Could one of the sleepers to emerge from the Coalition’s review of the energy landscape be a reversal of nearly four decades of Australia turning its back on nuclear power?
A commitment to a new look at going down this road could be a real prospect, with public polling suggesting that the Australian community no longer has a shock/horror reaction to reactors.
We don’t have long to wait for the first draft of the energy white paper. A green paper has been promised in May and Industry Minister Ian Macfarlane has two major industry conference appearances in April (the Australian Petroleum Production and Exploration Association event in Perth next week and the Energy Networks Association event in Melbourne at the month’s end) to give some insight in to the federal government’s thinking.
The Grattan Institute is one of many making submissions to the white paper process. It calls for Australia to have a rethink about the possibility of including nuclear energy in the local generation mix.
The institute criticises the initial issues paper presented by the government for “spending very little time addressing the questions of the future mix in the light of plausible scenarios that could emerge when global and domestic policies address the challenge of climate change”.
It adds that developments in nuclear technology “may represent a path that should be at least open to consideration” given the uncertainties about carbon capture and storage being viable and the cost of other low emission generation.
A pointer to the public’s possible reaction to this step comes from South Australia, the greenest of the states, in pursuing wind and solar power. South Australia, of course, also hosts the largest resource of uranium on the planet, with a quarter of identified global resources.
The SA Chamber of Mines & Energy has just published the results of a survey of 1216 South Australians conducted through ReachTel. Forty-eight per cent of those surveyed support nuclear power in Australia versus less than a third opposing it, and a fifth sitting on the fence.
A key aspect of the poll, says the chamber, is the level of strong opinion. Twenty-nine per cent of respondents were strongly in favour of nuclear power versus 20 per cent who were strongly opposed.
The chamber also points to a wider survey of 12,000 South Australians by the local News Corp tabloid The Advertiser. It found that 58.6 per cent of respondents agreed that nuclear power should be allowed in the state.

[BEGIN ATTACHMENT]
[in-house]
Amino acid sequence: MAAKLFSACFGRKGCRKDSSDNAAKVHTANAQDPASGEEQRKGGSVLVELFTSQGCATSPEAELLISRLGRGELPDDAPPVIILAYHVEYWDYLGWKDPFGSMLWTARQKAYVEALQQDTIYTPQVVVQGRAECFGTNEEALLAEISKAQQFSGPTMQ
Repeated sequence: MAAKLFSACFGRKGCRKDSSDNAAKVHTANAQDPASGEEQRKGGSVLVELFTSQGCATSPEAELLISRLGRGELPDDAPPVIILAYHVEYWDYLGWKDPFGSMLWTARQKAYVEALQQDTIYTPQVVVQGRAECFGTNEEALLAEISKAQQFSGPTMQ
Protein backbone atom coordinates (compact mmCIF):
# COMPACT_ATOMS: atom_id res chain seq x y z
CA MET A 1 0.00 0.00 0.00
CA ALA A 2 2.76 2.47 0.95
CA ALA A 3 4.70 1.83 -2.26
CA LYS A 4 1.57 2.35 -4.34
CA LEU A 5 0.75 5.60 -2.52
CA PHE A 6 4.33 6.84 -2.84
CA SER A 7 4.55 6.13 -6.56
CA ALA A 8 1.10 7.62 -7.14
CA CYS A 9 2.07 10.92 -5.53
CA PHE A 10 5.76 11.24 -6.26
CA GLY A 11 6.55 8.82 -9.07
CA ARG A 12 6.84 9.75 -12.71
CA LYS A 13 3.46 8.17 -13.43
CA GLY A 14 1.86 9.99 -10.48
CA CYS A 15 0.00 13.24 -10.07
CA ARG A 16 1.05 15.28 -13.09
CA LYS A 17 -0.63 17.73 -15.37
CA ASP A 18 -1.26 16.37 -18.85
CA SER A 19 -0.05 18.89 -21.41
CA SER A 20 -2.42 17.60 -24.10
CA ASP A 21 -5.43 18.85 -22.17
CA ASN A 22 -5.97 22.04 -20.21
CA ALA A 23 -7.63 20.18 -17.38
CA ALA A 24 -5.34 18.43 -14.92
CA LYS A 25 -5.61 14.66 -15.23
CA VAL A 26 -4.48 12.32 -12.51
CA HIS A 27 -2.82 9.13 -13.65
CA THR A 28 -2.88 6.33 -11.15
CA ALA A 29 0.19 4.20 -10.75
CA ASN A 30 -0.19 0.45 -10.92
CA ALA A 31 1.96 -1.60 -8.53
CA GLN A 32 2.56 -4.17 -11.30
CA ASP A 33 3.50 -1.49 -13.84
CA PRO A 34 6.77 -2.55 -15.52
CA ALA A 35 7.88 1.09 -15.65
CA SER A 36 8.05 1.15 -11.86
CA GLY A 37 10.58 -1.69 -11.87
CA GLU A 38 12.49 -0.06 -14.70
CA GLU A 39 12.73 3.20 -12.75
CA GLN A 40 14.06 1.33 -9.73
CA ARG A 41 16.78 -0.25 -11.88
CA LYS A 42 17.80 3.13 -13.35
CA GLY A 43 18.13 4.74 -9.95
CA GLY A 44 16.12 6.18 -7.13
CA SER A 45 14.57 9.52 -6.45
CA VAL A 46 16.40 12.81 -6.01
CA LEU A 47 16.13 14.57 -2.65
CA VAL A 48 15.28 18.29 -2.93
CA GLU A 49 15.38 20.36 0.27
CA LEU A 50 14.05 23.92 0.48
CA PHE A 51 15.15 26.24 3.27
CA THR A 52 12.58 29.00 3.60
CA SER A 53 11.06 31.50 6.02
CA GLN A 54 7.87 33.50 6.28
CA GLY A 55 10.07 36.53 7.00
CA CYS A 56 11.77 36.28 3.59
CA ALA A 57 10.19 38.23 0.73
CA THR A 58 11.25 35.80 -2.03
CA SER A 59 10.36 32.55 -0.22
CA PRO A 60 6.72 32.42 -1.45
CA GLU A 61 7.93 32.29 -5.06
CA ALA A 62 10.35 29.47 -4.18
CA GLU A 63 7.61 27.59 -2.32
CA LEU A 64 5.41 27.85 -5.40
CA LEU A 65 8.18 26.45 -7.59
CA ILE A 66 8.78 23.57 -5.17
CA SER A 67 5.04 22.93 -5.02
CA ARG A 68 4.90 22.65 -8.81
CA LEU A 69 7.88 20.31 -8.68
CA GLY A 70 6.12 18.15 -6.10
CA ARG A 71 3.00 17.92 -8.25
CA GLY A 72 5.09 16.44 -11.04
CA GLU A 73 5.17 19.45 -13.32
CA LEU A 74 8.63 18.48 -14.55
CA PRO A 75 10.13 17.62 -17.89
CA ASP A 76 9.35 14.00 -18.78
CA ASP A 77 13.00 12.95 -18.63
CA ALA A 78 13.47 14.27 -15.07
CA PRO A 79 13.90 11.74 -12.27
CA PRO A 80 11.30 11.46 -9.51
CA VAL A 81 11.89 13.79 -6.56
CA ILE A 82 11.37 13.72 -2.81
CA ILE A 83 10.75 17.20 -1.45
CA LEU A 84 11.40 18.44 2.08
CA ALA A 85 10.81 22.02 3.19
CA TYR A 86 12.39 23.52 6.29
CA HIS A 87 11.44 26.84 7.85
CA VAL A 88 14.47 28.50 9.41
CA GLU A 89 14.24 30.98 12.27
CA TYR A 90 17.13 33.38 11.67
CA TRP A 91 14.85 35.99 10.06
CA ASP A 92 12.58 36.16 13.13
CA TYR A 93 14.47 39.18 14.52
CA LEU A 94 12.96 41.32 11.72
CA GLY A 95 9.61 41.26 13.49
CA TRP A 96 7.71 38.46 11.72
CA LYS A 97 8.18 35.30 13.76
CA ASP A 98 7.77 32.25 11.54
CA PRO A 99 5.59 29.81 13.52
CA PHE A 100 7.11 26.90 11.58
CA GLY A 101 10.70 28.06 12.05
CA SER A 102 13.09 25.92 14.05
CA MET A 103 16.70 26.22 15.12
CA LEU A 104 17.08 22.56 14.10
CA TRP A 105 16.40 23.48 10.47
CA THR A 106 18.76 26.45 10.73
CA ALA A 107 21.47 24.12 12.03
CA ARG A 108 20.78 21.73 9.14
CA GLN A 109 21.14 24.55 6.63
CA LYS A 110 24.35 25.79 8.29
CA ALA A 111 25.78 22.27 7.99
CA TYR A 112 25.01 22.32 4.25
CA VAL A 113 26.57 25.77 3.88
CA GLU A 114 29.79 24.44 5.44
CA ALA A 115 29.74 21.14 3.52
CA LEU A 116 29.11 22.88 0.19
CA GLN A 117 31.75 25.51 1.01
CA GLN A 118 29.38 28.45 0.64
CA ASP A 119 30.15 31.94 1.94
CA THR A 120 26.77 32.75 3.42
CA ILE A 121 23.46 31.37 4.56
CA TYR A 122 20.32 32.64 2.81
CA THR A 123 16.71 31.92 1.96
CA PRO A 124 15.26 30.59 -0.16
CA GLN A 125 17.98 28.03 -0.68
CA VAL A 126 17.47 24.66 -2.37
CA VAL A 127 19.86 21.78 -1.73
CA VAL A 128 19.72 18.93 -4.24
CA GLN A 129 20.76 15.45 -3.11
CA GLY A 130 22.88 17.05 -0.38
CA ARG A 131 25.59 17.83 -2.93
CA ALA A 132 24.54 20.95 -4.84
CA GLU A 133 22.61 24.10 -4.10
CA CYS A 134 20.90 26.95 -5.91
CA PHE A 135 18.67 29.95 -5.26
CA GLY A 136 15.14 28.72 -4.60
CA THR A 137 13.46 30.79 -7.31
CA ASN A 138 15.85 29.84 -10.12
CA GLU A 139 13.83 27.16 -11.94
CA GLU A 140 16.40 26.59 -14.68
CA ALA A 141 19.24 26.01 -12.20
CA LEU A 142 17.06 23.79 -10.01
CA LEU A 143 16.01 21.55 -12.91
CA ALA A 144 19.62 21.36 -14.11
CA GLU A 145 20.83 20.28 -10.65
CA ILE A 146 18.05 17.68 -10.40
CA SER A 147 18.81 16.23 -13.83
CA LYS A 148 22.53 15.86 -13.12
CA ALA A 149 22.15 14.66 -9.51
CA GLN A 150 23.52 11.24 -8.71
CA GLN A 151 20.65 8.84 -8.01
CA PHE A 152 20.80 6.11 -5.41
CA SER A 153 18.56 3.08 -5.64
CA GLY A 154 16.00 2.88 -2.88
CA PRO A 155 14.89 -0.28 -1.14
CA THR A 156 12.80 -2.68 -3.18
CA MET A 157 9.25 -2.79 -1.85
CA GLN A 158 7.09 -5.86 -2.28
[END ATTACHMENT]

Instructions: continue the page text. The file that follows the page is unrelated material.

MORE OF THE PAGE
The kooky side of the environmental equation will always react at full throttle to any such suggestions.
I live in the Hills district of Sydney, a bastion of conservatism, and well remember the greenie campaign in 2006-07 after John Howard had Ziggy Switkowski conduct a nuclear energy review. Local newspapers carried “risk of nuke plant on the Hawkesbury” stories.
The basis for the Abbott government at least considering nuclear energy can also be found in the Grattan Institute’s white paper submission.
It observes that it is well documented that the European energy system is not coping well with a combination of low growth in electricity demand and the mandated rise in supply from intermittent power sources.
Here, it notes, falling demand and the renewable energy target have already led to significant oversupply in generation capacity.
“Low wholesale prices may be a short-term benefit and a shift to lower emission energy supply is both desirable and needs to be accelerated in coming decades,” it says. “However, (there should also be) consideration of the current market structure and its capacity to continue to deliver reliable and affordable energy.”
Part of the reality of the east coast power market today is that we are not going to see development of any large power stations, nuclear or otherwise, in the next decade. In the eyes of some reactor proponents, this opens the way for one of the more recent global power technology breakthroughs, the advent of small modular reactors.
These units, the argument goes, are very well suited to Australian conditions. Strategically located, SMRs of 25 to 300 megawatts can enhance supply security and improve the overall resilience of the grid.
The case for SMRs also rests on their use being a much lower investment risk because of their lower capital costs, the relative speed with which they can be installed and the fact that their capacity can be readily increased, Lego-like, on an established site.
As for safety, proponents point to SMRs being used in submarines for 60 years.
A particular attraction for the nuclear fraternity is the argument that, if the Abbott government is prepared to go down the reactor road, SMRs could be in operation by around 2022, which is when some of the older east coast coal-burning plants are reaching red lines in their working lives.
Reading the 250 submissions to the white paper process, one of the recurring threads of argument is the need for governments to stop trying to pick winners in the carbon game.
In bed with the Greens, the Gillard government did this big time.
The Abbott government is being told that now is the time to flick the switch to “technology neutral,” opening the way for nuclear options.
Keith Orchison, director of consultancy Coolibah Pty Ltd, publisher of the This is Power blog and editor of OnPower newsletter, was chief executive of two national energy associations from 1980 to 2003. He was made a member of the Order of Australia in 2004 for services to the energy industry.